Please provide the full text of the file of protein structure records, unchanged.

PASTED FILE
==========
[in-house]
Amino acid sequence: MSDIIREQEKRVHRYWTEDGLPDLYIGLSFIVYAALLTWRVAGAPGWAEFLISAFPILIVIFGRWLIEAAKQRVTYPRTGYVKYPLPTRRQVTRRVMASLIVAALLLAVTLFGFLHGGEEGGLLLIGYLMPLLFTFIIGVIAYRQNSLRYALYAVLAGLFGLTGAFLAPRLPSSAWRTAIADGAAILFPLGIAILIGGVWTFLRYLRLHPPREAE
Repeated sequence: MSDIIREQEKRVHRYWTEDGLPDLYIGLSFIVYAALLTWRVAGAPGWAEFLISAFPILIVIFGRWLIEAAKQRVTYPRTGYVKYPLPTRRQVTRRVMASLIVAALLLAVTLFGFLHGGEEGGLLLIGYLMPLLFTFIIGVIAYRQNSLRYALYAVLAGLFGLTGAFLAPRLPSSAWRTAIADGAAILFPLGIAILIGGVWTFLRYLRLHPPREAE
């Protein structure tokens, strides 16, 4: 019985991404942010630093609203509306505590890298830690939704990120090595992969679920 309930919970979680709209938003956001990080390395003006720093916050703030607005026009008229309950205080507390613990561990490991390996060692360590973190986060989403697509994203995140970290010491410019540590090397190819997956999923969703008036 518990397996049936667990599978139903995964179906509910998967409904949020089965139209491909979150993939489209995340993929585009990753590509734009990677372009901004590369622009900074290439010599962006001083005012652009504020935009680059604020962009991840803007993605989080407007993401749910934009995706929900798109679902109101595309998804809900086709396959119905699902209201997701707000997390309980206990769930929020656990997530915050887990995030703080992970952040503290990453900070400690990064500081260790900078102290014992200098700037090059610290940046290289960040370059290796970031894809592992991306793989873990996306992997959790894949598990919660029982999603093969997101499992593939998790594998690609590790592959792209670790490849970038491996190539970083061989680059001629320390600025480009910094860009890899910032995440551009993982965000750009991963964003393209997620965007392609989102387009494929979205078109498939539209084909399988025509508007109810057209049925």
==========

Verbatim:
[in-house]
Amino acid sequence: MSDIIREQEKRVHRYWTEDGLPDLYIGLSFIVYAALLTWRVAGAPGWAEFLISAFPILIVIFGRWLIEAAKQRVTYPRTGYVKYPLPTRRQVTRRVMASLIVAALLLAVTLFGFLHGGEEGGLLLIGYLMPLLFTFIIGVIAYRQNSLRYALYAVLAGLFGLTGAFLAPRLPSSAWRTAIADGAAILFPLGIAILIGGVWTFLRYLRLHPPREAE
Repeated sequence: MSDIIREQEKRVHRYWTEDGLPDLYIGLSFIVYAALLTWRVAGAPGWAEFLISAFPILIVIFGRWLIEAAKQRVTYPRTGYVKYPLPTRRQVTRRVMASLIVAALLLAVTLFGFLHGGEEGGLLLIGYLMPLLFTFIIGVIAYRQNSLRYALYAVLAGLFGLTGAFLAPRLPSSAWRTAIADGAAILFPLGIAILIGGVWTFLRYLRLHPPREAE
């Protein structure tokens, strides 16, 4: 019985991404942010630093609203509306505590890298830690939704990120090595992969679920 309930919970979680709209938003956001990080390395003006720093916050703030607005026009008229309950205080507390613990561990490991390996060692360590973190986060989403697509994203995140970290010491410019540590090397190819997956999923969703008036 518990397996049936667990599978139903995964179906509910998967409904949020089965139209491909979150993939489209995340993929585009990753590509734009990677372009901004590369622009900074290439010599962006001083005012652009504020935009680059604020962009991840803007993605989080407007993401749910934009995706929900798109679902109101595309998804809900086709396959119905699902209201997701707000997390309980206990769930929020656990997530915050887990995030703080992970952040503290990453900070400690990064500081260790900078102290014992200098700037090059610290940046290289960040370059290796970031894809592992991306793989873990996306992997959790894949598990919660029982999603093969997101499992593939998790594998690609590790592959792209670790490849970038491996190539970083061989680059001629320390600025480009910094860009890899910032995440551009993982965000750009991963964003393209997620965007392609989102387009494929979205078109498939539209084909399988025509508007109810057209049925």